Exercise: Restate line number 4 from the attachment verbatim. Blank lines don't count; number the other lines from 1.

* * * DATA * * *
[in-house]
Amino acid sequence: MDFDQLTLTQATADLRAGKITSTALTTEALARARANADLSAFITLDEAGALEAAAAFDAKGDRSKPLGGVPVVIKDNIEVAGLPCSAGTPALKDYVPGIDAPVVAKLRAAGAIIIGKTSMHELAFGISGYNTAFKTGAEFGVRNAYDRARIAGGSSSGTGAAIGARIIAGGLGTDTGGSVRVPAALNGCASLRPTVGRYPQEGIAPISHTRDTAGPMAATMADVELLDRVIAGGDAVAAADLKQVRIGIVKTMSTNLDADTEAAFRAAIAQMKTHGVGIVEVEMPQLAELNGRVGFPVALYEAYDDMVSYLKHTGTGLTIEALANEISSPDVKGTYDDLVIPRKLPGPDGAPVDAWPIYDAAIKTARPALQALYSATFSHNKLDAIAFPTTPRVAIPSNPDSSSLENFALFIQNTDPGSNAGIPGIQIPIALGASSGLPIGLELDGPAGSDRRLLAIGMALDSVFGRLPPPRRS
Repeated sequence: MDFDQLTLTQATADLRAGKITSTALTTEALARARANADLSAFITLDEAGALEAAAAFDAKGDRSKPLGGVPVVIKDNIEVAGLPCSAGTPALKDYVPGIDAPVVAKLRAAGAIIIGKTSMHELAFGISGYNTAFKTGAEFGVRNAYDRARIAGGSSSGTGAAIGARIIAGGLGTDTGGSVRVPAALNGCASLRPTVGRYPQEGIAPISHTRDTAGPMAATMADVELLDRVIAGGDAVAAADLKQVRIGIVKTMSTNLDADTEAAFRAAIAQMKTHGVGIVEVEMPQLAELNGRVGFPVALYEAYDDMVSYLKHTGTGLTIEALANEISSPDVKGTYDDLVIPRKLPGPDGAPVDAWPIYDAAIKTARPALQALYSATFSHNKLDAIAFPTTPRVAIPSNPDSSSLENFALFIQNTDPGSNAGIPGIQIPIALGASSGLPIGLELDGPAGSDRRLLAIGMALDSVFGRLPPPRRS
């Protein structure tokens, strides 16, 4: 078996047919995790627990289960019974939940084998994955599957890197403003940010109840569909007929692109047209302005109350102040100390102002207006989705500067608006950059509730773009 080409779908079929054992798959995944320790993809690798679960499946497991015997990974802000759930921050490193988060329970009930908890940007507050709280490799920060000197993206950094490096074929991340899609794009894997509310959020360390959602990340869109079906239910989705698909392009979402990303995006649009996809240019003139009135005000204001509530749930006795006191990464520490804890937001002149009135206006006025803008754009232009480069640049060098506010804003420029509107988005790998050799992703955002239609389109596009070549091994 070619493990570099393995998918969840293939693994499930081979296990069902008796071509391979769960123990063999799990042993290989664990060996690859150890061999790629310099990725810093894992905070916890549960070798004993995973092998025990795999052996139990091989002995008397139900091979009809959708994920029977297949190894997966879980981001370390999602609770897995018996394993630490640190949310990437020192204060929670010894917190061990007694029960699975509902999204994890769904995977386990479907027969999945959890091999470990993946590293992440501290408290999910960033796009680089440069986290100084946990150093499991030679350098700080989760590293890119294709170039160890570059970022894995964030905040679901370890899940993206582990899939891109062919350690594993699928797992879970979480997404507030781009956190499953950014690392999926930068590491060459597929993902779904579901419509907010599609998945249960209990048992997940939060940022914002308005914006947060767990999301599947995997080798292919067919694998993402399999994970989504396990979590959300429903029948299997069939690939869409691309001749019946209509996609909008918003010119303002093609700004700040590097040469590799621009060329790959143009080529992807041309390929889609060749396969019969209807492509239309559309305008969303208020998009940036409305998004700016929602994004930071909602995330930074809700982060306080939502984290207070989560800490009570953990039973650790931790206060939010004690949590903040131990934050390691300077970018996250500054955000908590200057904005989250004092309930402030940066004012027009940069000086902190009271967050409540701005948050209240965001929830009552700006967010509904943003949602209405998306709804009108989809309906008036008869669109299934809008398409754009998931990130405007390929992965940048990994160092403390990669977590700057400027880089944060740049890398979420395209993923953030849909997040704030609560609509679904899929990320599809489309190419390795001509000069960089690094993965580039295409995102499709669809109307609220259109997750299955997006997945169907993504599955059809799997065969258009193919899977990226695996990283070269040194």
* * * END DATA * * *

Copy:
């Protein structure tokens, strides 16, 4: 078996047919995790627990289960019974939940084998994955599957890197403003940010109840569909007929692109047209302005109350102040100390102002207006989705500067608006950059509730773009 080409779908079929054992798959995944320790993809690798679960499946497991015997990974802000759930921050490193988060329970009930908890940007507050709280490799920060000197993206950094490096074929991340899609794009894997509310959020360390959602990340869109079906239910989705698909392009979402990303995006649009996809240019003139009135005000204001509530749930006795006191990464520490804890937001002149009135206006006025803008754009232009480069640049060098506010804003420029509107988005790998050799992703955002239609389109596009070549091994 070619493990570099393995998918969840293939693994499930081979296990069902008796071509391979769960123990063999799990042993290989664990060996690859150890061999790629310099990725810093894992905070916890549960070798004993995973092998025990795999052996139990091989002995008397139900091979009809959708994920029977297949190894997966879980981001370390999602609770897995018996394993630490640190949310990437020192204060929670010894917190061990007694029960699975509902999204994890769904995977386990479907027969999945959890091999470990993946590293992440501290408290999910960033796009680089440069986290100084946990150093499991030679350098700080989760590293890119294709170039160890570059970022894995964030905040679901370890899940993206582990899939891109062919350690594993699928797992879970979480997404507030781009956190499953950014690392999926930068590491060459597929993902779904579901419509907010599609998945249960209990048992997940939060940022914002308005914006947060767990999301599947995997080798292919067919694998993402399999994970989504396990979590959300429903029948299997069939690939869409691309001749019946209509996609909008918003010119303002093609700004700040590097040469590799621009060329790959143009080529992807041309390929889609060749396969019969209807492509239309559309305008969303208020998009940036409305998004700016929602994004930071909602995330930074809700982060306080939502984290207070989560800490009570953990039973650790931790206060939010004690949590903040131990934050390691300077970018996250500054955000908590200057904005989250004092309930402030940066004012027009940069000086902190009271967050409540701005948050209240965001929830009552700006967010509904943003949602209405998306709804009108989809309906008036008869669109299934809008398409754009998931990130405007390929992965940048990994160092403390990669977590700057400027880089944060740049890398979420395209993923953030849909997040704030609560609509679904899929990320599809489309190419390795001509000069960089690094993965580039295409995102499709669809109307609220259109997750299955997006997945169907993504599955059809799997065969258009193919899977990226695996990283070269040194």